Heard of them? Old-world comfort, old-world pricing. A good option if: 1) you’re only staying a night or two and want to ritz it up a little, 2) you happen to have points to cash in (although you should probably use those for flights instead), or 3) you’re in a country where hotels are very cheap, or 4) you’re a real adult with a real job and want to act like it… Who are you trying to impress? Hotels are also a terrible option for people traveling alone — even worse value and little chance of meeting anyone.
Hostels are the best and worst places on earth. We’ve made great friends, had memorable experiences, and got mediocre sleep in many hostels around the world. They are really fun in your 20s. There’s a whole community of backpacker-type kids running around almost every country, drinking shitty booze and telling funny stories. It’s an experience I would advise everyone to have at some point. But given the lack of privacy and constant partying, they are death to productivity and healthy living. They are typically pretty cheap, but uncomfortable and a crapshoot — you might be staying next door to an entire Swedish volleyball team, but more often you’ll share a bunk with a 48-year-old man who always thinks it’s his turn with the guitar. www.hostelworld.com and www.hostelbookers.com are the main sites we’ve used.
The emergence of Airbnb has been really good for us. It’s a nice blend — you can generally pay what you want (relative to the country, of course) and get good value on the money. Two ways to go:
“Private room.” You can have a sort of hostel experience, though less reliably — shared Airbnbs with rented rooms are rarely a party scene, and they’re often downright quiet. Sometimes, of course, that’s exactly what we’re looking for. And it’s possible to meet wonderful people down the hall. They tend to be a slightly older, more refined crowd.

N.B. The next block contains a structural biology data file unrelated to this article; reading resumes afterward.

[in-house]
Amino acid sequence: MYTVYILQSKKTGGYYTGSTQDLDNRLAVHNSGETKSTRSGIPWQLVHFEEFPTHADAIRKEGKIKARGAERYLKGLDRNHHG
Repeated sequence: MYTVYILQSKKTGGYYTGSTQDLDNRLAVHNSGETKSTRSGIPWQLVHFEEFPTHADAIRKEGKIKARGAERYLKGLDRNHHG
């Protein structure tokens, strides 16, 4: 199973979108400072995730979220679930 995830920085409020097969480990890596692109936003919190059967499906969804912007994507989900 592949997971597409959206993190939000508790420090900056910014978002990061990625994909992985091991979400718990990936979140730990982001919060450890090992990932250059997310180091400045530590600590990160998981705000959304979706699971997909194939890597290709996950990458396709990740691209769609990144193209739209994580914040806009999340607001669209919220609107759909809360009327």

“Entire home/apt.” Pros: Lots of space. Good value for long-term stays (where a hotel would bleed you dry and a hostel would tempt insanity). You always pay higher than market rate on apartment rents, but that’s to be expected. You can cook for yourself (comfortably — not jockeying for a burner and ruined pan over a beat-to-shit hostel stove). Cons: Can be isolating, maybe even more than hotels.
This is a cool option that we’ve only recently learned is a thing. Homestay.com is a service that links you up and puts you with locals who’ll show you around, and some of them even teach classes as part of the package. In the spirit of productivity and either maintaining or building new skills/habits, this could be a really cool way to combine accommodation with those interests and also meet some awesome people. Some sweet ones we’ve found that are definitely on our list are a yoga homestay in Chile, cooking classes in Malaysia, and live-in Spanish tutoring in NY. Meeting people that are outside of your friend group / traveler community usually makes more memorable travel experiences, so we’re really liking that aspect of Homestay.
Most budget-conscious travelers are familiar with Couch Surfing. Like-minded traveling folk open up their homes and couches to other friendly foreigners. It’s a really cool community and they host events and things, so it’s a great way to meet some interesting people even if you’re not hosting or surfing. I (Vince) hosted some people in LA years back and have remained somewhat active on the site over the years, but I’ve never actually stayed with anyone else. I have lots of friends who have though. It’s typically completely free, but buying your host a bottle of wine or dinner or something is probably a nice idea. It’s not for the high-maintenance traveler; you’re basically crashing on a buddy’s couch.